(Bloomberg) -- A large portion of the barrels that will be offered from the U.S. Strategic Petroleum Reserve will likely be exported to China and India, traders said.

That’s because the supplies will consist of sour crude, a type of oil that U.S. refiners are shunning due to its high sulfur content, which makes it more expensive to process. For some foreign buyers, though, U.S. sour crude is attractive because it’s much cheaper than the global Brent benchmark. 

The U.S. has already been selling oil from the SPR regularly this year, and a record volume of those barrels was exported in October.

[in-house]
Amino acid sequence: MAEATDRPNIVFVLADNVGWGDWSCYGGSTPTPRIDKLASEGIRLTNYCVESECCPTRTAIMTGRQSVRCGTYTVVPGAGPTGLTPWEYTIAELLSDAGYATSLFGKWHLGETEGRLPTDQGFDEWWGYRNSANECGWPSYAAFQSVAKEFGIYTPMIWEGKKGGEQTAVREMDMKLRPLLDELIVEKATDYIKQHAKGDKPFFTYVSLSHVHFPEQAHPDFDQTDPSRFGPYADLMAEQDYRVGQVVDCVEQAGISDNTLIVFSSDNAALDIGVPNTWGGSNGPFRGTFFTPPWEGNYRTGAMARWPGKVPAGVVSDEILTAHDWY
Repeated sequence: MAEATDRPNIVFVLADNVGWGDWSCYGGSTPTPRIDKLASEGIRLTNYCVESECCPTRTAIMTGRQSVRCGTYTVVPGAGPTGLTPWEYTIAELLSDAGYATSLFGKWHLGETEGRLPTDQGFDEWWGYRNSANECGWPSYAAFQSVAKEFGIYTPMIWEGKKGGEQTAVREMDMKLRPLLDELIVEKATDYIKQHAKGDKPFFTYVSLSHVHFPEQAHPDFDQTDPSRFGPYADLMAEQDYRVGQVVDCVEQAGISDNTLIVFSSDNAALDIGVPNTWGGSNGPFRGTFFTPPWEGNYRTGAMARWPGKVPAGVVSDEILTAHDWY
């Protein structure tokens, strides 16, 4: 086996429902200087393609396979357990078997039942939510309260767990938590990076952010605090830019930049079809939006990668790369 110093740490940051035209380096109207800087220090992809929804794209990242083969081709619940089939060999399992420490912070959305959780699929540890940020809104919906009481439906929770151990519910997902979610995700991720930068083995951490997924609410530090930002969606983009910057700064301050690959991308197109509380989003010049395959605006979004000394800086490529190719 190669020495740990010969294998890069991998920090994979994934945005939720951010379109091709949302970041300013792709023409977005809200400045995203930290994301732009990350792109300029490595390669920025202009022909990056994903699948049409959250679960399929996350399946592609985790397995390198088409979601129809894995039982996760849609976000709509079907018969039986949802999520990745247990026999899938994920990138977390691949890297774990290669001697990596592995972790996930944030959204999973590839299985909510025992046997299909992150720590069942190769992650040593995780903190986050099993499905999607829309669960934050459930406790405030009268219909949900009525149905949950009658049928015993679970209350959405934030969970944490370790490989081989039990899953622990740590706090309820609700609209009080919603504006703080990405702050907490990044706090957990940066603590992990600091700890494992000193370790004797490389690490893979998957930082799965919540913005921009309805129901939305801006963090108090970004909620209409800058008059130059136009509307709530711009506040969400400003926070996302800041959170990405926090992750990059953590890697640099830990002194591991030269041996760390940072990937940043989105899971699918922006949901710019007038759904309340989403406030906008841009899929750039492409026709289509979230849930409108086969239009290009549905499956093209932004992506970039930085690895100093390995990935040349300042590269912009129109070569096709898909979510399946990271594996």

China and India have been actively buying U.S. sour crude produced in the Gulf of Mexico. So, it’s easy to see why New Delhi and Beijing agreed to participate in the coordinated reserves release led by U.S. President Joe Biden.

U.S. sour crudes are currently trading at about $75 a barrel, while Brent is at about $82. 


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